Less frequently seen in practice is the EM beam defocusing effect which may be caused by a strong ACMF z-axis component. This influence is usually ascribed to distortion of the EM objective lens fields. Because focusing sensitivity is approximately an order of magnitude lower than the previously described transverse effect, the transverse effect usually dominates. Z-axis ACMF defocusing thresholds range from 10 to 15 mGrms.
With the increasing use of field-emission (electron) guns [FEG's], a third ACMF interaction mechanism is more often observed which produces symptoms quite similar to the defocusing effect mentioned above. In such instances, FEG resolution loss may occur at isotropic ACMF threshold values in the vicinity of 1mGrms. The isotropic factor implies that both the emissive spot and subsequent electron trajectories are affected. ACMF components exceeding 0.5 mGrms in any axis should be avoided for optimum FEG employment.
In this article of the ACMF series the point has been made that measurable ACMF's exist throughout buildings with energized a.c. distribution systems. But the relevant question is, do these inevitable ACMF's exceed EM threshold limits at a given site? Armed with a basic knowledge of sources and EM interaction mechanisms, in the next article we will explore basic a.c. magnetic field survey data collection methods for meaningful site ACMF analysis.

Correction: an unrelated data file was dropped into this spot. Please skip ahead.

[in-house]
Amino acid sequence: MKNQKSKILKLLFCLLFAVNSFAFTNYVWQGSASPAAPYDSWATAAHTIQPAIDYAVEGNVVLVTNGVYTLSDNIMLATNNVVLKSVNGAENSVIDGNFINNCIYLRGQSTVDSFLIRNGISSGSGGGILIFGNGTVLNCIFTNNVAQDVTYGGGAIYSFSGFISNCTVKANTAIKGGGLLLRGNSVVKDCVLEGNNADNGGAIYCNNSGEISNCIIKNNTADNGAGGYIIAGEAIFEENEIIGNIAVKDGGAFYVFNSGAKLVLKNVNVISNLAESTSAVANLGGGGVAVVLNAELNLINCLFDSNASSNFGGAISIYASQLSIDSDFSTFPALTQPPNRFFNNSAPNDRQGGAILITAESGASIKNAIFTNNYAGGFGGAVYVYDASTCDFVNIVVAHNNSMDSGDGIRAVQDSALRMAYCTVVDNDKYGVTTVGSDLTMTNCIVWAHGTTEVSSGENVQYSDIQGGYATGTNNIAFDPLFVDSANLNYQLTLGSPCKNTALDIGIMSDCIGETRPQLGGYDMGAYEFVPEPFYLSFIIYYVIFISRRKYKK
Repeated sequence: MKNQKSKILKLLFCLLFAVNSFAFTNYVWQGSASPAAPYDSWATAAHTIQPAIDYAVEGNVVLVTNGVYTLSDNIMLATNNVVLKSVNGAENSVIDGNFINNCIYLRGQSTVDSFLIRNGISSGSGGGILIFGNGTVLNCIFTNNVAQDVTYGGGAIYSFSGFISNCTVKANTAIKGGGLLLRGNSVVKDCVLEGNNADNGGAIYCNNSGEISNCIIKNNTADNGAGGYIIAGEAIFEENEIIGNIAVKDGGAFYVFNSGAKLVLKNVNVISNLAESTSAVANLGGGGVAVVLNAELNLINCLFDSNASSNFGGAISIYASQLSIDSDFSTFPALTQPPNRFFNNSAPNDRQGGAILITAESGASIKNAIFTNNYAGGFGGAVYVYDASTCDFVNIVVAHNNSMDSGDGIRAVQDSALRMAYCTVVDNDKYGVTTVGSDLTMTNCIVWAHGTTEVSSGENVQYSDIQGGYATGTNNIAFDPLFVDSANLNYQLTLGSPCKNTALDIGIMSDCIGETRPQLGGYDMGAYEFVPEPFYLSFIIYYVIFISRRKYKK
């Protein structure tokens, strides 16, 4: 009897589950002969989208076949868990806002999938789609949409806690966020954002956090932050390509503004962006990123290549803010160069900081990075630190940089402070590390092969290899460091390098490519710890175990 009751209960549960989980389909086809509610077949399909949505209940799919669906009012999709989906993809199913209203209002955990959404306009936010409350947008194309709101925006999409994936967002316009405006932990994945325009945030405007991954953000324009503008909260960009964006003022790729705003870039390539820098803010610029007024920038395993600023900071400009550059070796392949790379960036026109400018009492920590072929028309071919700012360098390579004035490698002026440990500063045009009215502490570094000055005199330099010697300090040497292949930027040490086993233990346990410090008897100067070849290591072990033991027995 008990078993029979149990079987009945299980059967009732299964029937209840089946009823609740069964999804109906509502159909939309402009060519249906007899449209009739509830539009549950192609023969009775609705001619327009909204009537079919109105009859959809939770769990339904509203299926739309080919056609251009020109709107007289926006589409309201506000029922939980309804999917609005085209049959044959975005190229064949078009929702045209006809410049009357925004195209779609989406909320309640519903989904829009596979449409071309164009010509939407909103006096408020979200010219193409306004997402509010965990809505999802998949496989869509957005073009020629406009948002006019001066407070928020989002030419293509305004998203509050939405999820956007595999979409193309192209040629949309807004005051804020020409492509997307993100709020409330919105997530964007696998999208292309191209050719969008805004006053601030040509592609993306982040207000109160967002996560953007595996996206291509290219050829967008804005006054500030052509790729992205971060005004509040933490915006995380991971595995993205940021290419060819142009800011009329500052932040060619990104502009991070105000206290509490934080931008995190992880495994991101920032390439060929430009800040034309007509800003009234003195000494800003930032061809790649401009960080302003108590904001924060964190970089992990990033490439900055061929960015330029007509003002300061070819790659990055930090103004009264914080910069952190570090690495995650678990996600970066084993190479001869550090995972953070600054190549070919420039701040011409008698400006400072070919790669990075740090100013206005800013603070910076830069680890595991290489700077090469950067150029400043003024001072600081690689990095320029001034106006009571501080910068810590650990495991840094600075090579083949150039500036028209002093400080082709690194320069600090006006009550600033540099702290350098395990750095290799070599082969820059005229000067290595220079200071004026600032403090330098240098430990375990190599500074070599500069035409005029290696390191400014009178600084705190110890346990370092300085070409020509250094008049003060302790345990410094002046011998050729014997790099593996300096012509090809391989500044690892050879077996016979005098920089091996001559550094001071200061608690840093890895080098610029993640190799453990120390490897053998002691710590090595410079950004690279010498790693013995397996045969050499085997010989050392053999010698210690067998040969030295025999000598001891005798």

Part 3: Survey Instrumentation and Methods
A.C. magnetic fields exist throughout every EM site. For a given site, then, how does one predict when EM interference problems are likely to occur? Obviously, an accurate, meaningful magnetic field survey is the first step toward evaluating site EM magnetic field compatibility. Consequently, this article in our series will describe measurement equipment and techniques for achieving accurate, unambiguous magnetic field characterization.
In the previous article [ Part II: "ACMF/EM Antipathy", MT, November '95], we examined several types of sources which produce alternating current magnetic fields [ACMF's]. In near proximity, or at sufficiently high power levels, any of these sources (e.g., transformers, power cabling, ground currents, and/or combinations thereof) can affect EM operation. In this article, we will review specific instrumentation and methods for accurate magnetic field survey data collection and interpretation, a necessary prior step for EM interference prediction and resolution.